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A friendly introduction to making your own animations on the web using JavaScript

Posted in Tutorials by Adam Coard on Mar 09, 2016

Back in the days of yore, if you wanted to animate something on the web you’d use Flash. Flash has largely died out because it was a big black box in the middle of a field of open technologies. Today, there are many different ways to try and animate behaviour on the web. Generally speaking, there are three “native” ways that don’t involve plugins like flash:

  1. CSS animations
  2. JavaScript animations
  3.  animations (a special kind of JavaScript animations).

Generally those three ways scale in complexity. CSS animations are best for small animations, transitions between elements/state. JavaScript animations can be more robust, and with  animations you’re given complete control (which takes more setup time). Generally, stay away from canvas unless you need to do image manipulation or very graphically rich interactions like games. But let me be clear, you can do some amazing things with just CSS animations, look no further than what’s on codepen. For this article, I’m giving an introduction into #2.

JavaScript animations

“JavaScript animations” is in itself an ambigous phrase, and there are different ways to animate using JS. The proper way is using the native requestAnimationFrame(), although it’s still entirely possible to animate things by just using setInterval(). jQuery uses setInterval() as a fallback, which is best practice because IE9 doesn’t support requestAnimationFrame().

So, what do I mean by setInterval() and requestAnimationFrame()?

setInterval(fn, ms) is a JavaScript function that calls a function every x number of milliseconds. So you could write a basic animation doing something like:

var elm = document.getElementById('target');

function animate(elm){
    elm.style.position = 'relative';
    if (elm.style.left === ''){
        elm.style.left = '1px';
    }
    else {
        //increment 'XXpx', e.g. '11px' into '12px'
        elm.style.left = parseInt( elm.style.left.split('px') ) + 1 + 'px';
    }
    return elm;
}
//We need to wrap our function in an anonymous function so it isn't executed right away.
setInterval(function(){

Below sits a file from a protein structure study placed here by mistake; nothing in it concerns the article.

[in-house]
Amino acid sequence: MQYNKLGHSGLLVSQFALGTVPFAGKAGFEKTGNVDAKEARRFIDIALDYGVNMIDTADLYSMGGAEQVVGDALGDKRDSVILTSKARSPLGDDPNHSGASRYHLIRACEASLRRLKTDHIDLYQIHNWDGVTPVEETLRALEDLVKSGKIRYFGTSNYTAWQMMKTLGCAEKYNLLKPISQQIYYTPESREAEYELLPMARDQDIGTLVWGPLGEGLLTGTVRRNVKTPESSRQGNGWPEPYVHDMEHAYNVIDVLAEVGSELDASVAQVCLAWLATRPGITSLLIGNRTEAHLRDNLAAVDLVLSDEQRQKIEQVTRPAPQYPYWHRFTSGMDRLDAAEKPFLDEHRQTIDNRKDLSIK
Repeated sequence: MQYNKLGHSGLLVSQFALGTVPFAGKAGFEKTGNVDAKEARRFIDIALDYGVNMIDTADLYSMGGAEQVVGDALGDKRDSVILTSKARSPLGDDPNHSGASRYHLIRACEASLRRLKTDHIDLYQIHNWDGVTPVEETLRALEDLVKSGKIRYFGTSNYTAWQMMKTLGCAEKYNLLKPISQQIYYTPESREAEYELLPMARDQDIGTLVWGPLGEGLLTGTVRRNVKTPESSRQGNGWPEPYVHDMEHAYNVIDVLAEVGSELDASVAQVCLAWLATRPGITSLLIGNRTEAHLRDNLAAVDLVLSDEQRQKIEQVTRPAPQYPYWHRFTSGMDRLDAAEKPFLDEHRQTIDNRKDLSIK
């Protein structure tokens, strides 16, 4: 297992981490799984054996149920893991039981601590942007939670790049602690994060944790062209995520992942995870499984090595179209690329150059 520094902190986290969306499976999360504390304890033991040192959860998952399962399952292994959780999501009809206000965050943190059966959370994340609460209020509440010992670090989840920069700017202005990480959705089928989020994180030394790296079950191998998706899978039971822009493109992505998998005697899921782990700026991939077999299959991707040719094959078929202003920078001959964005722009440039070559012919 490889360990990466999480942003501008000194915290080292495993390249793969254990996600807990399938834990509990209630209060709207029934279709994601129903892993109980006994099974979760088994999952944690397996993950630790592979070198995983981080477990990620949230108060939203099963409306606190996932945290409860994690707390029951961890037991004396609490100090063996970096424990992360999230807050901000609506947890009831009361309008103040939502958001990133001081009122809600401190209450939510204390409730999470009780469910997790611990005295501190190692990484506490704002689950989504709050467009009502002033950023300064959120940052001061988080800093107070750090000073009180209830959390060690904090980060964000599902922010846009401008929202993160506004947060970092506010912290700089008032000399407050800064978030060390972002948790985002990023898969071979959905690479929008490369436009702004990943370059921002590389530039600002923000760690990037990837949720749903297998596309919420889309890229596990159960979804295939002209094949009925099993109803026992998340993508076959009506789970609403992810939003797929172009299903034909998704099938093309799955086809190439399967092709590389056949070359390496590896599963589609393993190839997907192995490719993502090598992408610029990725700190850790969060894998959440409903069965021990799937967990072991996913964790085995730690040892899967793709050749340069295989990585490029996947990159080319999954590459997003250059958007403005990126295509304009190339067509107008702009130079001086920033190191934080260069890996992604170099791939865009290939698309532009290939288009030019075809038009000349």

animate(elm)
}, 10);

Using setInterval() to animate is not the best way of doing things. It’s hard to maintain, it’s not performant… but it works. One of the bigger draw backs? It continues to animate even if you’re not looking at that tab! Still, depending on the context (still supporting IE9?) it might be appropriate. At the very least you should be aware of it. If you want to learn more, here are some resources:

requestAnimationFrame() is the default solution for non-legacy browsers. In most cases you should turn to this option before setInterval(). While there are newer, and arguably superior solutions to JS animation, those solutions are more likely to require polyfills. There are a lot of resources out there to put you on your track towards mastering requestAnimationFrame(), here are the best ones I’ve found:

But let’s be honest, you want a demo, so here you go.

requestAnimationFrame() requires the function you call it to be recursive. Since the function has to call itself, it can incrementally draw whatever animation you’re going for.

var elm = document.getElementById('target');

function animate(){
    requestAnimationFrame(animate, elm); //This is what 

    elm.style.position = 'relative';
    if (elm.style.left === ''){
        elm.style.left = '1px';
    }
    else {
        //increment 'XXpx', e.g. '11px' into '12px'
        elm.style.left = parseInt( elm.style.left.split('px') ) + 1 + 'px';
    }

}

requestAnimationFrame(animate, elm); //start the animation

And to top it off, here’s a link to a collection of very impressive JavaScript animations, that’ll leave your jaw on the floor.

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